Twitter asserts reworking the feature.
Twitter removes safety measures and suicide prevention initiatives in order to safeguard users. Now Twitter asserts reworking the feature.
According to two people with knowledge of the issue, the removal of a feature that suggested suicide prevention hotlines and other safety services to users looking for particular information during the past few days was ordered by Elon Musk, the new owner of Twitter Inc.
“We expect to get them back up next week,” she said.
The removal of the “There Is Help” feature was a recent development that was not previously disclosed. At the top of specialized searches in several nations, it included links to support groups for mental health, HIV, vaccines, child sexual exploitation, COVID-19, gender-based violence, natural disasters, and free expression.
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Concerns regarding the security of Twitter’s most vulnerable users have increased since its removal. Musk has asserted that fewer people are seeing offensive content since he took over in October, despite the fact that researchers and civil rights organizations have noted an increase in tweets containing racial slurs and other offensive language. Musk has also tweeted graphs showing a downward trend.
Due in part to pressure from consumer safety organizations, internet companies like Twitter, Google, and Facebook have been working for years to direct users to well-known resource providers like the government.
In her email, Twitter’s Irwin stated that “Google does really well with these in their search results” and that “(we) are actually emulating parts of their strategy with the tweaks we are making.”
We are aware that these prompts are useful in a variety of circumstances, so we want to make sure they are functioning properly and remain up-to-date.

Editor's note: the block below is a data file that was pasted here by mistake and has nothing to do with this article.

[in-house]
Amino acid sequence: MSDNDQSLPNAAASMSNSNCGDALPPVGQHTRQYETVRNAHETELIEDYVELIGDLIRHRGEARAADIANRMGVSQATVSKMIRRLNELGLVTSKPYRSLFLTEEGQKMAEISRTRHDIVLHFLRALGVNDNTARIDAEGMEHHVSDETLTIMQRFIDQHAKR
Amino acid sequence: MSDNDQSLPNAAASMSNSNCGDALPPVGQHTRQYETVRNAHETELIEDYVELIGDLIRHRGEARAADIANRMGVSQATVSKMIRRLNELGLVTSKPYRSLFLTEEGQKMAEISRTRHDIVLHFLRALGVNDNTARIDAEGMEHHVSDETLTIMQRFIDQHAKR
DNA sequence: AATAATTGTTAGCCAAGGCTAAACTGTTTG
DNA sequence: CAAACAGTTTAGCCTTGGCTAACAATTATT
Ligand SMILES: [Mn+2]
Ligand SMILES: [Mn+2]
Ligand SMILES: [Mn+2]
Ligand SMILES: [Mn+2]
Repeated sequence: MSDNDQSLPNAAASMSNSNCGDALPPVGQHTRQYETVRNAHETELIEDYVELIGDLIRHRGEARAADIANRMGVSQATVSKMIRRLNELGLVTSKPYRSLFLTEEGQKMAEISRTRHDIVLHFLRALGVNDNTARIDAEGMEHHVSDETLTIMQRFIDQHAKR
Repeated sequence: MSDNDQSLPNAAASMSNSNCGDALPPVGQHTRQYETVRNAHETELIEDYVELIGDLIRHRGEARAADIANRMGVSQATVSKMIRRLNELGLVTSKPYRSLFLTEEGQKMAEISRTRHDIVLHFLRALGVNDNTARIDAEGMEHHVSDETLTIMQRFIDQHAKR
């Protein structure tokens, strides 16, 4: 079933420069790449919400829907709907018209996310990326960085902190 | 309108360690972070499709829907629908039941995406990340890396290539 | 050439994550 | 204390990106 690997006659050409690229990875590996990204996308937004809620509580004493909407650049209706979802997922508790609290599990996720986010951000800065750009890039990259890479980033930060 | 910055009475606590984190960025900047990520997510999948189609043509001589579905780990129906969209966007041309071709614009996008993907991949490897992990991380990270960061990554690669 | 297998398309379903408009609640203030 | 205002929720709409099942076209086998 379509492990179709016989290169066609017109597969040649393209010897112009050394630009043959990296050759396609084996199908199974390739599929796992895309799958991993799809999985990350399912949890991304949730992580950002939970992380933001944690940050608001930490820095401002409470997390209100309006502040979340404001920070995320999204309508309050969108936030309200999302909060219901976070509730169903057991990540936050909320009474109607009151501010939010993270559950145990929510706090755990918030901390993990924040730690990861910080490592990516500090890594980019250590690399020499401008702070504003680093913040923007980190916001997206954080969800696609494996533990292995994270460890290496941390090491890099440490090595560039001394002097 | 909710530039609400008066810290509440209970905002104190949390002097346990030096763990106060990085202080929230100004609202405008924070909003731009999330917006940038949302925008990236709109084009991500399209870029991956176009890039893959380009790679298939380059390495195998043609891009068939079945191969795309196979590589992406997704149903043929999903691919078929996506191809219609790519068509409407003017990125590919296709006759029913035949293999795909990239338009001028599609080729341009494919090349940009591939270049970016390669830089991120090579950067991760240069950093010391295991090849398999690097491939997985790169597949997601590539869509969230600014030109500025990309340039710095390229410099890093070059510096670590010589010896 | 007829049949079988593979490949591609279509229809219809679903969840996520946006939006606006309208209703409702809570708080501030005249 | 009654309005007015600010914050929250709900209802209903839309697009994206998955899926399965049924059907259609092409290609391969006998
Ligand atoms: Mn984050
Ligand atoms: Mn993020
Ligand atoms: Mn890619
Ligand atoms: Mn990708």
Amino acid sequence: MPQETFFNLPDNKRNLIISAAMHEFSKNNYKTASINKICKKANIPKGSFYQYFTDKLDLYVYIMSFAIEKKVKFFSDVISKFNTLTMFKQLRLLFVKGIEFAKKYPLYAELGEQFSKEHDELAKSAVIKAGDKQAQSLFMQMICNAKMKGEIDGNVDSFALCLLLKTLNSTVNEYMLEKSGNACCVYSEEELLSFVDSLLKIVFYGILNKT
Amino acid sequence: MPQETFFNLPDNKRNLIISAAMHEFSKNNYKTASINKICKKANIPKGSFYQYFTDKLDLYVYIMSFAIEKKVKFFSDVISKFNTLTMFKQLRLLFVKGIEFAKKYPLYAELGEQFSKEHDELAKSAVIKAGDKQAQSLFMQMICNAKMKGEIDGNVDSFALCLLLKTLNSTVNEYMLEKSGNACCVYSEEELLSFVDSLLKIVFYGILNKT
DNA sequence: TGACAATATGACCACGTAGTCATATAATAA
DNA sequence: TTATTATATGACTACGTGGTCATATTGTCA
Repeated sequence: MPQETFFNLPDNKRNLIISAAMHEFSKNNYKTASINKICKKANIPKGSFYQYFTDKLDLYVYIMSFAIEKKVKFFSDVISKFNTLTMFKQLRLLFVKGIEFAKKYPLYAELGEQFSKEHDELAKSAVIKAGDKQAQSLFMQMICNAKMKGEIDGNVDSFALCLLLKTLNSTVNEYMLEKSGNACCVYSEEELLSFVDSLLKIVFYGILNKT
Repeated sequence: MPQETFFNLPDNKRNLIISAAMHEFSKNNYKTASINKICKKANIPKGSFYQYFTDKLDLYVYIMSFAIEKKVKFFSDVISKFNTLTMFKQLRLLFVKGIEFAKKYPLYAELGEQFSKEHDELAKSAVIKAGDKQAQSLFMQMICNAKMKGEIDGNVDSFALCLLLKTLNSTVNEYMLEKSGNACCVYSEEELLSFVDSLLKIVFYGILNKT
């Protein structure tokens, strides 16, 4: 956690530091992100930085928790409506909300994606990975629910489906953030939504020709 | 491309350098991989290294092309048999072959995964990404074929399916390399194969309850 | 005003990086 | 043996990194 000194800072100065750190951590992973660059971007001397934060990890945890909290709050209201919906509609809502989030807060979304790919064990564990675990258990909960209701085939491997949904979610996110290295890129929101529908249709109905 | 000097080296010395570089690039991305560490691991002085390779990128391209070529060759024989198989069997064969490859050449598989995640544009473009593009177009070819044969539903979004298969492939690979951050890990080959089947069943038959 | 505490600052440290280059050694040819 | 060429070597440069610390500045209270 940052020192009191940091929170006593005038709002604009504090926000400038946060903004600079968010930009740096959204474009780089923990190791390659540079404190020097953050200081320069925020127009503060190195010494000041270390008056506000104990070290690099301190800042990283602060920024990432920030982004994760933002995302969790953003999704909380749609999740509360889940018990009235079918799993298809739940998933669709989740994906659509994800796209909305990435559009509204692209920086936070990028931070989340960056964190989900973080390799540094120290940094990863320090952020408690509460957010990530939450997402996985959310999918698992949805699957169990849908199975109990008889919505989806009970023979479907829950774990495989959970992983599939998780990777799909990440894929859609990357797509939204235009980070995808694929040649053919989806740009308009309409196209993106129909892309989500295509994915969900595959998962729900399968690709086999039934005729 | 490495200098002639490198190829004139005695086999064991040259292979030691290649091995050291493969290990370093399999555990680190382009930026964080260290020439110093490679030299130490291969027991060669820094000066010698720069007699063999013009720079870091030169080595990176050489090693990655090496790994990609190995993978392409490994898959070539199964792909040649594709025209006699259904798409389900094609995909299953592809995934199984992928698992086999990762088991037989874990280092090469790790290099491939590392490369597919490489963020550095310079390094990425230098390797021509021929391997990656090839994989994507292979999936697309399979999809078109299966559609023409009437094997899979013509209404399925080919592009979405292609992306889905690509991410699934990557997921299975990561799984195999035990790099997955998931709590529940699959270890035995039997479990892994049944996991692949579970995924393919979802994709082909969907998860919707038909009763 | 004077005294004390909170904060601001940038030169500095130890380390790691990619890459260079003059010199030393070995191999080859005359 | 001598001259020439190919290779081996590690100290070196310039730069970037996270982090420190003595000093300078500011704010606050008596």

Eirliani Abdul Rahman, a participant in a recently dissolved Twitter content advisory council, described the removal of the hashtag as “extremely unsettling and terribly painful.”
According to AIDS United, a webpage that the Twitter feature linked to, it averaged about 70 visits per day up until December 18.
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Executive director of Southeast Asia Freedom of Expression Network Damar Juniarto, a Twitter partner, tweeted about the missing feature on Friday and called social media’s actions “stupid.”
The individuals who were informed of Musk’s decision to order the feature’s removal declined to be named due to fear of retaliation.
Corporate postings claim that roughly five years ago, Twitter introduced several prompts, some of which were available in more than 30 countries. In one of its blog posts about the feature, Twitter said it had a responsibility to make sure users could “contact and seek support on our service when they need it most.”
According to Alex Goldenberg, the lead intelligence analyst at the nonprofit Network Contagion Research Institute, prompts that had appeared in search results just a few days earlier had vanished by Thursday.
According to Goldenberg, it would be quite dangerous if this choice implied that the administration no longer took these issues seriously. It goes against Musk’s earlier claims that he would prioritize children’s safety.
Musk has expressed his desire to stop child sex abuse content on Twitter and questioned how the previous ownership handled the situation. He has, however, cut back significantly on the teams in charge of processing potentially objectionable material.